It is to be understood that the forms of the invention herewith shown and described are to be taken as illustrative embodiments only of the same, and that various changes in the shape, size and arrangement'of parts, as well as various procedural changes may be resorted to without departing from the spirit of the invention.
We claim: I
1. Apparatus for tempering flat glass sheets, comprising a roll conveyor for supporting and moving a sheet along a substantially horizontal path through a heating area, a chilling area and a cooling area disposed along said path, means in said heating area for heating the sheet to substantially the softening point of the glass, means comprising tubular members in said chilling area for directing a plurality of individual but closely spaced streams of cooling fluid under relatively high pressure against the opposite surfaces of the glass sheet moving therebetween both longitudinally and transversely thereof to temper the same, with the pressure of the streams of cooling fluid directed against the bottom surface of the sheet being relatively greater than those directed against the upper surface thereof, and means at opposite sides of said chilling area above said path for retarding the escape of cooling fluid therefrom whereby to establish a volume of back-up cooling bers into a plurality of groups, and movable damper plates arranged at opposite sides of the cooling tubes of the upper plenum chamber for controlling the amount of cooling fluid permitted to escape.
3. Apparatus for tempering flat glass sheets as defined in claim 2, including air shields positioned at the forward fluid sufficient to compensate for the increased pressure against the bottom surfaceof the sheet to maintain said sheet on said roll conveyor, said retarding means including movable damper plates for regulating the amount 0 cooling fluid permitted to escape.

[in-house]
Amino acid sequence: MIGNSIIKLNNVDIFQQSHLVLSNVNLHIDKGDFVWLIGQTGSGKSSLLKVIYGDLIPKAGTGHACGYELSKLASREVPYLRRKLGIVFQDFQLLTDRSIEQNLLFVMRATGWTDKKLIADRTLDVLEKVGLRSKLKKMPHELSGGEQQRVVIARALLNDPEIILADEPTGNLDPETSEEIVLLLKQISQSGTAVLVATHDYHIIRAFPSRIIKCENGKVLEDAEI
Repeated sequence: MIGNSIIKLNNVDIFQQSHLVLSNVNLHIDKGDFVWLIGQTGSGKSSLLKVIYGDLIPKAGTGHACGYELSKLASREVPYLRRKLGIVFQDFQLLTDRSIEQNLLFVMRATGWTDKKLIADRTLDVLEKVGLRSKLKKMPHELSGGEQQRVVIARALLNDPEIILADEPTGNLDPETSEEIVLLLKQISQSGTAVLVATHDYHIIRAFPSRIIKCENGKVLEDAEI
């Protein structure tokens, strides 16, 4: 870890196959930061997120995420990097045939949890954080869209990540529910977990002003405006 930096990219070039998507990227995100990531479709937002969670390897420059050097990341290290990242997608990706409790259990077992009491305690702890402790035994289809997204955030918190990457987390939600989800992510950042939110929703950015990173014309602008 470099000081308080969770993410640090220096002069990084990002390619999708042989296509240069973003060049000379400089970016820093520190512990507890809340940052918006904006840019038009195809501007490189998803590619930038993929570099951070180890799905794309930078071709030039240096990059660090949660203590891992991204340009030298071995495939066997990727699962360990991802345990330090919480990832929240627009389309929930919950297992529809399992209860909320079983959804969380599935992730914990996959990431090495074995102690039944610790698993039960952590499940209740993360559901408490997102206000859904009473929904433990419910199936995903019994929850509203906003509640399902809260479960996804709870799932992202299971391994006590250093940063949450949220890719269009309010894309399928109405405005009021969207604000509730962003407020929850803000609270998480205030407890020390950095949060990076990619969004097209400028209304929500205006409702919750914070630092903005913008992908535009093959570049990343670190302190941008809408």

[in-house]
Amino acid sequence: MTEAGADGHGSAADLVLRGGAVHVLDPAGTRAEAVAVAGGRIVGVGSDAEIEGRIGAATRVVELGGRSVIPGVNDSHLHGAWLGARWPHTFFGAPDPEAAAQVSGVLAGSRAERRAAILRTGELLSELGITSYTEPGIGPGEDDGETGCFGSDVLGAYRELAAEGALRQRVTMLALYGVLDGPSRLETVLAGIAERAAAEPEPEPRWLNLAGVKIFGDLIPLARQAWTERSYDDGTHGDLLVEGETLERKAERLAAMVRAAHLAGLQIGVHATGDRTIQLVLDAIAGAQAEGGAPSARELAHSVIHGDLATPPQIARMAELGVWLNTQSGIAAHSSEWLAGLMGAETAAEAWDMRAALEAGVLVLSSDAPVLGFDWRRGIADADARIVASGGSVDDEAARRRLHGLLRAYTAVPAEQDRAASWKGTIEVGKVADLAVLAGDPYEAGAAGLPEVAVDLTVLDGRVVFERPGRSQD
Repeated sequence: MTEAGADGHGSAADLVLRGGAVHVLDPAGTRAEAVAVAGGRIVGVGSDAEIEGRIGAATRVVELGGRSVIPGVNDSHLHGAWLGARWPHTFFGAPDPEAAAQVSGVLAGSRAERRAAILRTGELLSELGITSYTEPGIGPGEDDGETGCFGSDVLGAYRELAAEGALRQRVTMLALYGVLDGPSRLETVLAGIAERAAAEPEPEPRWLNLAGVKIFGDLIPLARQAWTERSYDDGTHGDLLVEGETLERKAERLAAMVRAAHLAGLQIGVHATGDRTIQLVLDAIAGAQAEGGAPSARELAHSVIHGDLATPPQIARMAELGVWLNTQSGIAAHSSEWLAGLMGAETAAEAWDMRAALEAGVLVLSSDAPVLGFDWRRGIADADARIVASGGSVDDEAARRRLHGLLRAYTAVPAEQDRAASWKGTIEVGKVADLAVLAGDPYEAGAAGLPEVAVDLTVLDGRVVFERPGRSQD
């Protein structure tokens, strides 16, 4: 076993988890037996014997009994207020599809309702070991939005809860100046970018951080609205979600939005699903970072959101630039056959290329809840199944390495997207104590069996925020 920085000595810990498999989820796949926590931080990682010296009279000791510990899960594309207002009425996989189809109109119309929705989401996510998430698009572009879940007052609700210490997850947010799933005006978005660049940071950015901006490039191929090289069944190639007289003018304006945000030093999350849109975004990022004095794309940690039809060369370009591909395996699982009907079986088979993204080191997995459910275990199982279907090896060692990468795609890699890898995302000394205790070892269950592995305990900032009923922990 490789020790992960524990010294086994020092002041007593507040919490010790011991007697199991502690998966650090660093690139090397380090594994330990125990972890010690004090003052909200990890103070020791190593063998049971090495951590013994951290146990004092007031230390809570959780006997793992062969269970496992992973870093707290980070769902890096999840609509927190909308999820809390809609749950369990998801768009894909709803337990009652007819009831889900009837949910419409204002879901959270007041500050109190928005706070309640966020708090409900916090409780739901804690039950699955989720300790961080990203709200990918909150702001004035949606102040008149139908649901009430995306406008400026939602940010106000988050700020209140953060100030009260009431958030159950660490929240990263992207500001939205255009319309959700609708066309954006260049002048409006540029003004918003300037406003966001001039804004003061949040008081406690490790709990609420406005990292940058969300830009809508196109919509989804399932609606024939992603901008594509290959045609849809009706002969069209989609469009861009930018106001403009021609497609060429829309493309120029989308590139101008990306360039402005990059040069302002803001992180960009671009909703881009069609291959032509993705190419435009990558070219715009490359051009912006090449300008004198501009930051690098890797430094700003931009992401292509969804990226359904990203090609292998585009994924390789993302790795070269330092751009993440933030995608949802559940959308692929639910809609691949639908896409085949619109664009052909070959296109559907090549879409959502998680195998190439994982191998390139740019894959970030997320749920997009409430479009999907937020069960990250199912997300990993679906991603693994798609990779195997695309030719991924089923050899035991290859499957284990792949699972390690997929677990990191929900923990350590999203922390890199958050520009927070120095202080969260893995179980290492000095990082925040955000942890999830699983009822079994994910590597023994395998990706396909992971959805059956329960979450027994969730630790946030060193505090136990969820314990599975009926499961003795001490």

2. Apparatus for tempering flat glass sheets, comprisend of the plenum chambers for directing air under pressure between said plenum chambers above and beneath the conveyor rolls to retard the escape of cooling fluid.
4. Apparatus for tempering flat sheets of glass, comprising upper and lower plenum chambers, each having an inwardly facing closure Wall, a plurality of tubular mem-, bers carried by each closure wall and communicating with the respective plenum chamber, the upper and lower tubu: lar members extending perpendicularly from said respective closure wall and spaced from one another at their inner ends, a plurality of conveyor rolls positioned between the spaced inner ends of said upper and lower tubular. members for conveying a heated glass sheet to be tempered therebetween, said tubular members being adapted to direct a plurality of individual but closely spaced streams of a cooling fluid against opposite surfaces of the sheet to temper the same, each of said conveyor rolls including a shaft and a covering of a non-abrasive material for said shaft, said covering comprising a tape wrapped spirally around said shaft to provide spaced convolutions with relief areas therebetween for the horizontal passage of cooling air between said shaft and said sheet. 7
5. A pparatus for tempering flat glass sheets as defined in claim 4 in which the tape on the shafts of adjacent rolls is wrapped in opposite directions.
References Cited UNITED STATES PATENTS Halbach 1. -374 X